Today we can truly say that war is a blight on our civilization and a slavery of our times. It reverberates through the centuries including the hope in recent times of the United Nations to get rid of the scourge of war. The military and their generals, together with the politicians who dictate that men must kill for the state as a patriotic duty as well as the religious leaders who support the cause are all part of the institutions that keep people in slavery. They perpetuate the act of state-sponsored murder and hinder the path towards a nonkilling society. The way to stop the wholesale slaughter of people, wrote Tolstoy, is to refuse supporting war as we have done with the trading of human slaves.
Lesson 3. The importance of values, education, and work for the health of humanity
The search for truth and the meaning of life gave Lev Tolstoy width and depth in becoming a world literary figure as well as a moral leader. In his Socratic quest, he was not afraid to question personal behaviour and societal injustice.
In Anna Karenina (1873-1876) he unveiled the Russian society with its aristocrats, peasants, the military and the church. Then in his book The Kingdom of God is Within You (1893) he laid down his philosophical/religious principles of life. The Kingdom of God which is within you can only be reached by effort, he said, through responsible action and through the search for truth.
Serfs were the majority of the Russian people until 1861 and had no rights. The rich aristocracy had the power and rights. Here Tolstoy reassessed his past, and at his Yasnaya Polyana home he started to understand the injustice of life of his own peasants. He saw the beauty of the common man and was the first to liberate them. Tolstoy opened a school for peasants on his family estate before helping to found 20 more schools in neighbouring villages. He believed in freedom of information and allowed his students to study whatever they desired. As editor of an educational journal, Tolstoy wrote that upper classes had as much to learn from peasants as peasants had to learn from upper classes. The aristocrat-turned-teacher taught them the Golden Rule and believed that truth alone is capable of relieving our global community from the “incalculable ills produced by war” (Tolstoy, 1951: 591). Today, more than 100 schools in Russia work according to Tolstoy’s ideas. These ideas offer a new content based on nonviolent communication between human beings. The students study new disciplines and read many of Tolstoy’s works. When entering these classrooms, Vitaly Remizov, the head of the Tolstoy Museum in Moscow, says one feels “the living breath of Yasnaya Polyana’s dweller, Lev Tolstoy, his invisible presence in everything which is done for the sake of Good and Love. I discover new sides to the author of War and Peace and Anna Karenina — as a teacher whose name is next to the wise of this world. When you reread his lesser known books (because they were banned in tsarist Russia and then in Soviet times)… you realize that there is indeed freedom and truth in this world which can make your life full of meaning” (Remizov, 1998: 52).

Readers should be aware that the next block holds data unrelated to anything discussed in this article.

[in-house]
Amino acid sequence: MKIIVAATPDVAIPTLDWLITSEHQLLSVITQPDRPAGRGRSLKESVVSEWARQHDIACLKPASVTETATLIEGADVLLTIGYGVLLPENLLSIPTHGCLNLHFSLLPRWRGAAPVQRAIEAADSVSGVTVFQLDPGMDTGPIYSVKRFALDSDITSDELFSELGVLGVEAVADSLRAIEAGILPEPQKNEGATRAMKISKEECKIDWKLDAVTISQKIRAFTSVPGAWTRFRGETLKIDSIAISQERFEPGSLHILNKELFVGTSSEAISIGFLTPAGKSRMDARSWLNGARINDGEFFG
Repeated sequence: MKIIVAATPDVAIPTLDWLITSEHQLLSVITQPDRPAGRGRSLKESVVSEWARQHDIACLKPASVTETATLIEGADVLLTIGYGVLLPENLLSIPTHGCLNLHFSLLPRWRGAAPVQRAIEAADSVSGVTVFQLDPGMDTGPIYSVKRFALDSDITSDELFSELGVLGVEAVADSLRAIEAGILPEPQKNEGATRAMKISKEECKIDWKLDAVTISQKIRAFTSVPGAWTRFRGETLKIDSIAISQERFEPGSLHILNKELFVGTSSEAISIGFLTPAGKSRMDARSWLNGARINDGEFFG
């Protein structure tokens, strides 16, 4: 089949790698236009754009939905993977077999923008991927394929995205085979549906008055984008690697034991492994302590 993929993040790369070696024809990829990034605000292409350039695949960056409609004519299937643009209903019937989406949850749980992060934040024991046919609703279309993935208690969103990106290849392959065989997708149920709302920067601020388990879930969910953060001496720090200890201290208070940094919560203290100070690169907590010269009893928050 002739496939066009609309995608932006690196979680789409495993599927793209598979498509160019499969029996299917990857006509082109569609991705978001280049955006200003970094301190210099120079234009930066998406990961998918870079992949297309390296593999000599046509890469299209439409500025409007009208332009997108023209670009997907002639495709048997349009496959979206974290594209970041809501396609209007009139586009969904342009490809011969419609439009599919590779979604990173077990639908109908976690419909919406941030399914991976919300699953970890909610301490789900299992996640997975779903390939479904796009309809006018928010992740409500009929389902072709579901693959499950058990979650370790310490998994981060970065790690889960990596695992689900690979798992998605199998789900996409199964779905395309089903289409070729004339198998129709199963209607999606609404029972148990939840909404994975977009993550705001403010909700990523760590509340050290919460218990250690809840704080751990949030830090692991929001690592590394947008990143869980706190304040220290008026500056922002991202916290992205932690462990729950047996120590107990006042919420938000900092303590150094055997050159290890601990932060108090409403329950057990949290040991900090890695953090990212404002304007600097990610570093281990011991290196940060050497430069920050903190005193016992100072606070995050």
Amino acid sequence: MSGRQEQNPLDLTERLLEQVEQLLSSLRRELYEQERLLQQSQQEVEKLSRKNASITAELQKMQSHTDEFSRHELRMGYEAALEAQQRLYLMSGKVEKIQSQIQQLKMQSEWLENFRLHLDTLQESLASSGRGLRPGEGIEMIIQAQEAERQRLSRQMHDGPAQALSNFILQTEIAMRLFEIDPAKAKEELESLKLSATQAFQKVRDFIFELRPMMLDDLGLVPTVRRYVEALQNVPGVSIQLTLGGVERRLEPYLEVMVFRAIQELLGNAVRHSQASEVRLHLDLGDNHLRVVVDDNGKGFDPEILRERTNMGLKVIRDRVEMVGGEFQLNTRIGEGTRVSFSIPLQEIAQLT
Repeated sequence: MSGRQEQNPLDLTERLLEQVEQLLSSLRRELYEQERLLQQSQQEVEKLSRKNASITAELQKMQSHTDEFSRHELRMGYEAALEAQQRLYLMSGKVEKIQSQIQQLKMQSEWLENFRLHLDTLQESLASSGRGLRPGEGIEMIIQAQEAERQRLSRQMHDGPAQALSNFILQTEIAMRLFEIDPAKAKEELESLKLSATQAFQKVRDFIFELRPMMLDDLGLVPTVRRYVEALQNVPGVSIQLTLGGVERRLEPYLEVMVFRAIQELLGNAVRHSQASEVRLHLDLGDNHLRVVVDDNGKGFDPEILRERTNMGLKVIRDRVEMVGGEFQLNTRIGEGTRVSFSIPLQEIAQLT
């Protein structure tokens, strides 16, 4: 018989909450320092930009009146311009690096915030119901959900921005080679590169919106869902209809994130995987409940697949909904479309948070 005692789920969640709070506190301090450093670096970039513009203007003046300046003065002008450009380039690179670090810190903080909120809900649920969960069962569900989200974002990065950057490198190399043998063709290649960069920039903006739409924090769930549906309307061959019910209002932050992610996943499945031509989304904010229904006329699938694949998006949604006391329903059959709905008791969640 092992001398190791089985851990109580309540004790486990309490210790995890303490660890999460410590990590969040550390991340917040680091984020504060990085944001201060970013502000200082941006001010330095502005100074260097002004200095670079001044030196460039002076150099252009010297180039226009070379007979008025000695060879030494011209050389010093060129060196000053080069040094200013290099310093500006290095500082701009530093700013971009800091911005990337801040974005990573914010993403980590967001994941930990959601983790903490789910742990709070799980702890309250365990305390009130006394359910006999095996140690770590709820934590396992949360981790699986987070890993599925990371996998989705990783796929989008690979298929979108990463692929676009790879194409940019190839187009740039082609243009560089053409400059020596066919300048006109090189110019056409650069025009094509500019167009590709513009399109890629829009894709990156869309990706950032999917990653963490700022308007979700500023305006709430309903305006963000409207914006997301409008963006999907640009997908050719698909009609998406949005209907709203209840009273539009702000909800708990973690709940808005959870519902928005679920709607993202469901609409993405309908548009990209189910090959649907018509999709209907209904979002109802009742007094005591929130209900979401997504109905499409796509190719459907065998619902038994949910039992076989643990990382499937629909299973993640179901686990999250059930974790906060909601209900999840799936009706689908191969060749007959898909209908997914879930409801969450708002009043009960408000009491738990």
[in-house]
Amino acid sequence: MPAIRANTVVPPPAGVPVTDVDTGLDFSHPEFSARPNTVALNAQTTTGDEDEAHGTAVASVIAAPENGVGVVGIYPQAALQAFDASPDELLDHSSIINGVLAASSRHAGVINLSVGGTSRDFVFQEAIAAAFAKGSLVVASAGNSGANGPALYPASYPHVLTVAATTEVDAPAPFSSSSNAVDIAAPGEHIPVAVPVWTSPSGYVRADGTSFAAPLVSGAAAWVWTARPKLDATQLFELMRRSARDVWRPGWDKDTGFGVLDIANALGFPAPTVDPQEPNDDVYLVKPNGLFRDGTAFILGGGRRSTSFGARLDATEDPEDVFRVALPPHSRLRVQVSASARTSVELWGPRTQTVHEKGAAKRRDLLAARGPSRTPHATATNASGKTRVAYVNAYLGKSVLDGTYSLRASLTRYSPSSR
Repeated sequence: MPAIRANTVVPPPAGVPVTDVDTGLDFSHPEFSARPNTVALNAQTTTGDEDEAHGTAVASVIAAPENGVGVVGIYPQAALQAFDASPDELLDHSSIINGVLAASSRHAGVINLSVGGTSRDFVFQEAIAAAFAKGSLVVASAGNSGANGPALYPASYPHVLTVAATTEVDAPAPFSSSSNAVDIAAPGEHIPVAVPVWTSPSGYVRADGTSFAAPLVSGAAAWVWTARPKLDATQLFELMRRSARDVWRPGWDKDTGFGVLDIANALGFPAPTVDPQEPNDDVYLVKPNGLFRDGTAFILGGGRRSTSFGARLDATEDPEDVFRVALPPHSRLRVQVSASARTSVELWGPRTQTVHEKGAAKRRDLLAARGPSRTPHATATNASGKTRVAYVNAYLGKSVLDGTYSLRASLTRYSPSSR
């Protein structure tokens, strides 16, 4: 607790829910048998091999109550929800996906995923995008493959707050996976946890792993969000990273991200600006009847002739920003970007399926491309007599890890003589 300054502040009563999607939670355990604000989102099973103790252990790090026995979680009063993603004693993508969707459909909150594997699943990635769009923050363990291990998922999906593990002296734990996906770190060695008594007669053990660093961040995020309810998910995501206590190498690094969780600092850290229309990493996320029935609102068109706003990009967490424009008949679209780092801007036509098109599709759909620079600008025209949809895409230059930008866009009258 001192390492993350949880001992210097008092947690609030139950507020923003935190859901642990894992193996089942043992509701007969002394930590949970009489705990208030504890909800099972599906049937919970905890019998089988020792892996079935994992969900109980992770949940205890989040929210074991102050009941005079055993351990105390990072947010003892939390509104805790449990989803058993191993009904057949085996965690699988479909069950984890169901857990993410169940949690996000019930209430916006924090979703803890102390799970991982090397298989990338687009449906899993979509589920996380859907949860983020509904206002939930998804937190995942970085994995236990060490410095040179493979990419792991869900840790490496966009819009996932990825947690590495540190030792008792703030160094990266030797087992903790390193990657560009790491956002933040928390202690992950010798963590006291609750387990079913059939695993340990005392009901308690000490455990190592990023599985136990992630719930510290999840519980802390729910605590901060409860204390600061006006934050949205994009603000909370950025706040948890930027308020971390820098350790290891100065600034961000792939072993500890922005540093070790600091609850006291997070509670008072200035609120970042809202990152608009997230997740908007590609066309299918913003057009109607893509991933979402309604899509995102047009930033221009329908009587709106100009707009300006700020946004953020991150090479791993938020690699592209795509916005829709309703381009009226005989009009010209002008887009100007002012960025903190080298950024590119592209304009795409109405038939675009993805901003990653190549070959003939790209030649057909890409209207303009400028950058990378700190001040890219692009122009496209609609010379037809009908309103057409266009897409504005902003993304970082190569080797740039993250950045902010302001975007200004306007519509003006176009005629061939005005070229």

No doubt the acceptance of a nonkilling society is a long term process beginning with childhood upbringing as well as family, community, political and social supports. Children’s stories of nonkilling will encourage them to turn to these examples as models of behaviour. Exposing children to Good Works and cooperative games where people work together to solve problems is a step in the right direction. Once this idea of nonviolence/nonkilling is accepted as the norm, then leaders in society could be persuaded to develop new laws reflecting this spirit. Examples include: abolishing capital punishment, recognizing Conscientious Objectors in society, allowing people of conscience to divert their war taxes for a special fund, establishing Departments of Peace in our legislatures, and prohibiting genocide.
Lesson 4. Letters build networks and wisdom for cultivating world citizenship
Tolstoy received over 50,000 letters from all over the world in some 15 languages of which he knew five fluently, but was helped by friends with others. His example of transcending political boundaries around the world is a source of inspiration for all. As he discovered gems of wisdom in his letters, he recorded these in his Diary and later published them in A Calendar of Wisdom. Although he was Russian born, he felt that he was a citizen of the world.
The extent of Tolstoy’s impact on world literature is enormous. In 1893 a French critic Theodor de Wyzewa wrote:
The moral writings of Count Tolstoy have not so far fully converted anyone; but there is no one who does not take them seriously, and their influence upon every truth-loving spirit is becoming stronger day by day. I can think of no philosopher since Rousseau whose words have attracted so much attention (Edgerton, 1990: 1-2).
At home, no less a writer than Chekhov confessed in 1884: